|influenza||(in flu enza)|
The term clipping already suggests that this word-formation process produces new words by simply cutting of parts of existing words. Within the process of shortening, clipping is very productive as it can be applied to a range of words. As visualized in the chart above, the most common form of clipping is back clipping, i.e. the back part of the word is clipped off. Much rarer are the cases of fore clipping, i.e. the beginning of a word is omitted, and middle clipping, which eliminates the beginning as well as the end.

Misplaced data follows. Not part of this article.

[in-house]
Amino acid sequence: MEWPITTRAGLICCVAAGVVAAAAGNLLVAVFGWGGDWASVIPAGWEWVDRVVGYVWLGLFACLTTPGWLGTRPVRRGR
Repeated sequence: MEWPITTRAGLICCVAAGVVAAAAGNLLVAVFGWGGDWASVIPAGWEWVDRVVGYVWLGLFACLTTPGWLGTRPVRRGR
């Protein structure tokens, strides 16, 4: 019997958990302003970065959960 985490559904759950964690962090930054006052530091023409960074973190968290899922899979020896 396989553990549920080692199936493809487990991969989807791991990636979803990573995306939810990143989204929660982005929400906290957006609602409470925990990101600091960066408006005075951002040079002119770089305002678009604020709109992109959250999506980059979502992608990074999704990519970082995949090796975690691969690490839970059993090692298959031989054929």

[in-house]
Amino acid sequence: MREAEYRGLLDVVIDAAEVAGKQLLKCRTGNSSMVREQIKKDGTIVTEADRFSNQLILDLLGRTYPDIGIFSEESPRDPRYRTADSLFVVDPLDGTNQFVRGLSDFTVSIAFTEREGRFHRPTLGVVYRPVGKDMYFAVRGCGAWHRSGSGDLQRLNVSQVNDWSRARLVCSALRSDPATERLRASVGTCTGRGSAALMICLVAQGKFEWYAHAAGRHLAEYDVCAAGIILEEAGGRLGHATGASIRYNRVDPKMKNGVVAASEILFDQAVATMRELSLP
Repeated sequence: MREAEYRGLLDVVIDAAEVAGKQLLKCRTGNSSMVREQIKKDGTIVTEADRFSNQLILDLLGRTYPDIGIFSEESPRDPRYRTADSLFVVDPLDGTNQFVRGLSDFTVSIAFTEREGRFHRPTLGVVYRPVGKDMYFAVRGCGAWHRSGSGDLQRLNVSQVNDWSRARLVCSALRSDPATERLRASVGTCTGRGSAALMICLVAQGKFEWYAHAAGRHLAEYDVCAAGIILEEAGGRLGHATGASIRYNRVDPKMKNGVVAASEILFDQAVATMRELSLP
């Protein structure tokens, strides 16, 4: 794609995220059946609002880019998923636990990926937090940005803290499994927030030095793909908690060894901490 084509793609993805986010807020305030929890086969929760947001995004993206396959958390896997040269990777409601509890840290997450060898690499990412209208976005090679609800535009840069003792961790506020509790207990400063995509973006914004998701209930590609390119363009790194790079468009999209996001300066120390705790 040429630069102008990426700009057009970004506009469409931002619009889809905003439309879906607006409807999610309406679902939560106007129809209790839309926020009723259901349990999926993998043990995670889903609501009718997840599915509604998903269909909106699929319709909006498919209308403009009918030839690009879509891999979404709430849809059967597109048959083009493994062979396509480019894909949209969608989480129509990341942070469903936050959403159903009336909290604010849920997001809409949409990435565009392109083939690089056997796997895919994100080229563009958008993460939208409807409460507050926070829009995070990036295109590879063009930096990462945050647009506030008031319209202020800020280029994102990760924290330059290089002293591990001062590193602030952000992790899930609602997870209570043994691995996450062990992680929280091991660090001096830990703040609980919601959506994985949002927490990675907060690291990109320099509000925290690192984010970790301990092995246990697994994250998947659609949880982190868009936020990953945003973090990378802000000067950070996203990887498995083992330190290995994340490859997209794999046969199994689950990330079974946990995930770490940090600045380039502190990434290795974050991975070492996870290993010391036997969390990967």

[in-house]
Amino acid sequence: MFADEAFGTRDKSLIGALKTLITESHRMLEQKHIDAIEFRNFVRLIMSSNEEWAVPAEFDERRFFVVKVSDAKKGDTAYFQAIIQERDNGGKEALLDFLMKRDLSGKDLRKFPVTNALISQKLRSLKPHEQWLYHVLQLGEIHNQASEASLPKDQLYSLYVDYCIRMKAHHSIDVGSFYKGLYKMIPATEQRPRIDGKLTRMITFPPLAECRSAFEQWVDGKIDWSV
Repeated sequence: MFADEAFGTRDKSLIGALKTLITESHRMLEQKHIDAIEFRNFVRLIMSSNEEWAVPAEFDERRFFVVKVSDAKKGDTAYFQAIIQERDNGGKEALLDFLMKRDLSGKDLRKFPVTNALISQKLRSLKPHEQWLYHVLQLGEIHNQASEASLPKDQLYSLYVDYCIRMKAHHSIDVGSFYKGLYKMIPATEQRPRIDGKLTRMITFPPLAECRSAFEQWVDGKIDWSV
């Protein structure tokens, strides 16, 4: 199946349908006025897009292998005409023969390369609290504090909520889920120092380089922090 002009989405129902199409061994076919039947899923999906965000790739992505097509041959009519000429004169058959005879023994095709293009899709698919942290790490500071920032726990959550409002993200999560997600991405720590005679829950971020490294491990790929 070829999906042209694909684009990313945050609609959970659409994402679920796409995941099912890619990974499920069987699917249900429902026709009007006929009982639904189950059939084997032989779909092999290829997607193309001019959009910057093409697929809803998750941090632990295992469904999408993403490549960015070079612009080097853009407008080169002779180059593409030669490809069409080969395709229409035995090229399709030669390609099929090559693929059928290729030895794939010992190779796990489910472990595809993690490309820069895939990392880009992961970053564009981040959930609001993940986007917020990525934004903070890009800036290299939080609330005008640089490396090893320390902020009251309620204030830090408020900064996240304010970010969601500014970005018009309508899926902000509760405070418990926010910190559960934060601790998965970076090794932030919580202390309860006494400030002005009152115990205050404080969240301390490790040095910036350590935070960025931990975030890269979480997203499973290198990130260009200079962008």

From a sociolinguistic perspective, the usage of clippings is often restricted to a particular social group within society. In youth language, but also in expert language, the use of clippings displays a speakerís familiarity with the subject matter as well as it expresses and strengthens the speakerís belonging into a certain social group.
An everyday use of clipping can be found in the fairly common process of truncation. Truncation describes the process of shortening names. As mentioned above, these clippings suggest a speaker's familiarity with the person whose name is truncated.
Here, a few examples of truncation: